The New Coming Global Economy
Special Report, Boothe Global Perspectives
By: Ben B. Boothe, Sr.
WHAT MAY COME, HISTORY SPEAKS:
We at BootheGlobalPerspectives did a research study of 22 of the worst pandemics in history, published in BootheGlobalPerspectives (in the search box hit Pandemic history and you will find the article).
History tells us many things:
1. Political leaders always deny or downplay plagues and epidemics when they first hit.
2. Plagues or pandemics often bring about an overthrow or change of leadership in nations.
3. Plagues often are accompanied by recession, depression and economy decline.
4. Plagues throughout history often are accompanied by war and conflict.
5. Plagues often change the political power and structure of nations.
6. Plagues tend to impact international travel and commerce negatively, and bring nations into more isolation.
In the most recent Foreign Affairs, an article by Carmen Reinhart and Vincent Reinhart title an article as “The Pandemic Depression, The Global Economy Will Never Be the Same”. As the image portrays, is our
world falling apart?
Reinhart and Reinhart point out that the current Covid-19 pandemic will have an important impact upon the world population. They suggest that the recovery will not be as “robust or rapid as the downturn”, leaving an “extended stretch of time” before the global economy recovers to its 2020 level.
The World Bank has estimated that as many as 60,000,000 (sixty million) people will be pushed into extreme poverty.
The article points out that the U.S Bureau of Labor Statistics posts the worst unemployment figures in 72 years in the USA. The Bank of England warns that it faces “its steepest decline in output since 1706”.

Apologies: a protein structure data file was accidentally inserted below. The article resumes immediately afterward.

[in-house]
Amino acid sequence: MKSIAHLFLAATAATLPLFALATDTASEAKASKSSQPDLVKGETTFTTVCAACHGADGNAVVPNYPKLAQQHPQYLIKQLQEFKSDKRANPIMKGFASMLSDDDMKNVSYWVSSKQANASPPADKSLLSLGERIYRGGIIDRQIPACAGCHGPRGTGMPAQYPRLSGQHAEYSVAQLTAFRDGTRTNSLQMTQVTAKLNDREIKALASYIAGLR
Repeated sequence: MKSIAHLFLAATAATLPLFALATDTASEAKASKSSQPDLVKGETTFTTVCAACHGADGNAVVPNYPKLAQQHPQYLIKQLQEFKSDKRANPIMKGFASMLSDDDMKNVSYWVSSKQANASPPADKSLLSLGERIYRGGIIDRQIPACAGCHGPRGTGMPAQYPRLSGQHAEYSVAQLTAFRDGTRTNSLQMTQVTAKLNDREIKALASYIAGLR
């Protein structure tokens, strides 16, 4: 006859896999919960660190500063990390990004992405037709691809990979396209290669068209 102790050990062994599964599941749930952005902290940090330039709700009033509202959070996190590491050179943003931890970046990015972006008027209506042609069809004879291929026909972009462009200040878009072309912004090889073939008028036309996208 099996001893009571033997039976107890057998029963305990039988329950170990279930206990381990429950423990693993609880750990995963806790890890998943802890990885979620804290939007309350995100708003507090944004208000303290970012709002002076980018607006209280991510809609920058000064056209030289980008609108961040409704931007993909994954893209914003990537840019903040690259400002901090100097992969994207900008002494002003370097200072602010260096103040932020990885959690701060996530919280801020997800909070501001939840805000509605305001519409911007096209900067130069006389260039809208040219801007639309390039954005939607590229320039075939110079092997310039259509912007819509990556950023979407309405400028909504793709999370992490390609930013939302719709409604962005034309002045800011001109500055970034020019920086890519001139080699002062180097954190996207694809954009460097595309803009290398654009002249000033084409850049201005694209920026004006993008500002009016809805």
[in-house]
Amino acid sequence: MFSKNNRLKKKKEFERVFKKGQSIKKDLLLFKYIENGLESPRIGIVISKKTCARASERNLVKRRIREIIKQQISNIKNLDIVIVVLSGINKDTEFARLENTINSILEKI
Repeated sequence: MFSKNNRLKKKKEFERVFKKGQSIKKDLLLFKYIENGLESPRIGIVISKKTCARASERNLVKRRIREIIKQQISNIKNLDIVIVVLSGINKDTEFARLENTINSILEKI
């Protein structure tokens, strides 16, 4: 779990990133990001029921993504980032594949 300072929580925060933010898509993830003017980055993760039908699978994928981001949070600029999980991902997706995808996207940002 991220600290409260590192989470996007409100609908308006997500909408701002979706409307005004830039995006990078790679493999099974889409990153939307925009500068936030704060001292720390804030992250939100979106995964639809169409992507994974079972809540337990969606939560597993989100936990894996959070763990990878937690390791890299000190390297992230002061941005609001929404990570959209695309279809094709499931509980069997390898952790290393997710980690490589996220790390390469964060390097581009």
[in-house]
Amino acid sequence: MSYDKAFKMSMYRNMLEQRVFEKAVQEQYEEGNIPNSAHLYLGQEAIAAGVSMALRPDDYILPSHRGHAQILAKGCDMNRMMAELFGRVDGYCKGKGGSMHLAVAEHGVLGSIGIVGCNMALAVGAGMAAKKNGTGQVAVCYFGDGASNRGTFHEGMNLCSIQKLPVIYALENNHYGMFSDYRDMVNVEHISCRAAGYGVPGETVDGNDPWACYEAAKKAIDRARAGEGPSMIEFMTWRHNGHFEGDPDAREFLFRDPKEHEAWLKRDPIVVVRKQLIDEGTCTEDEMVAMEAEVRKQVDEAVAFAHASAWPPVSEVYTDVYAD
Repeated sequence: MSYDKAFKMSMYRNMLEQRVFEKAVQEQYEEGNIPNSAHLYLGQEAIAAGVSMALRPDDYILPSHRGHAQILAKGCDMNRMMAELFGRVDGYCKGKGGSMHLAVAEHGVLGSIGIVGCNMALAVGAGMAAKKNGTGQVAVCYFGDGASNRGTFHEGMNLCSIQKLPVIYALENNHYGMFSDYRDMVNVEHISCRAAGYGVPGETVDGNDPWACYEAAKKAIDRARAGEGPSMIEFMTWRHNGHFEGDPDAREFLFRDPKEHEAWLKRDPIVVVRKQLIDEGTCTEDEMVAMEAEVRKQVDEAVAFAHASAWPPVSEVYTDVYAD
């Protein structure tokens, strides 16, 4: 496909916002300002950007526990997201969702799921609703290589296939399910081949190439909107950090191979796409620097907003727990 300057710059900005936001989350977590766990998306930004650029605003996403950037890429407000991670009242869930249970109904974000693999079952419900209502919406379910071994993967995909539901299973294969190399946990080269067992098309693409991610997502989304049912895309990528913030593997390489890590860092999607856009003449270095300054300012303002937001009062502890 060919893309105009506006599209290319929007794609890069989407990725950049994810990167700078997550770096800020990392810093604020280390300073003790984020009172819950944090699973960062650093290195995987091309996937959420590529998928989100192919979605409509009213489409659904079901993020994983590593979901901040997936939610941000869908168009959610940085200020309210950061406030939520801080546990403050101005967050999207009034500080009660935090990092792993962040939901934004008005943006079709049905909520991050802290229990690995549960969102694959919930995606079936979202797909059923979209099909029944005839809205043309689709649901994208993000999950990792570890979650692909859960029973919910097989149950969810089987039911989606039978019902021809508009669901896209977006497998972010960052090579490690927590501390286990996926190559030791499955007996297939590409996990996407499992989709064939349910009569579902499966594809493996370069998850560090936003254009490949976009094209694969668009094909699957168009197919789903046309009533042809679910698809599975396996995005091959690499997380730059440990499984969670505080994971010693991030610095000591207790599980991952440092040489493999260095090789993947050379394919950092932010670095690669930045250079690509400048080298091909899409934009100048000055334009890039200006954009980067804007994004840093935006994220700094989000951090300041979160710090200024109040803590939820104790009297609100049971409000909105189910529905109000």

Is this a ‘Depression’ or a ‘Recession’? By all measures it appears to be much more of a Depression, even though Americans hate to use that term because it brings images of poverty and despair from the “Great Depression” days which were so painful to Americans.
The question is moot. It already has!
History of economic downturns:
+ In the history of Pandemics it took some nations or city/states 20+ years to recover.
+ In U.S. history since the mid-nineteenth century it took an average of 8 years for GDP to return to pre-crisis level.
+ Trade wars initiated by the USA before Covid-19 already harmed international commerce, and especially trade with China.
+ U.S. policies initiated by President Trump were hurting international travel and since Covid-19 international travel and tourism has collapsed. This has a devastating impact on places such as the Caribbean, and other nations where tourism generates over half of income and employment.
+ Commodity prices such as oil and gas have dropped substantially impacting the oil and gas industry for the USA and other nations world wide. Some nations, are already near default as of April 2020 because of the collapse in oil and natural gas prices.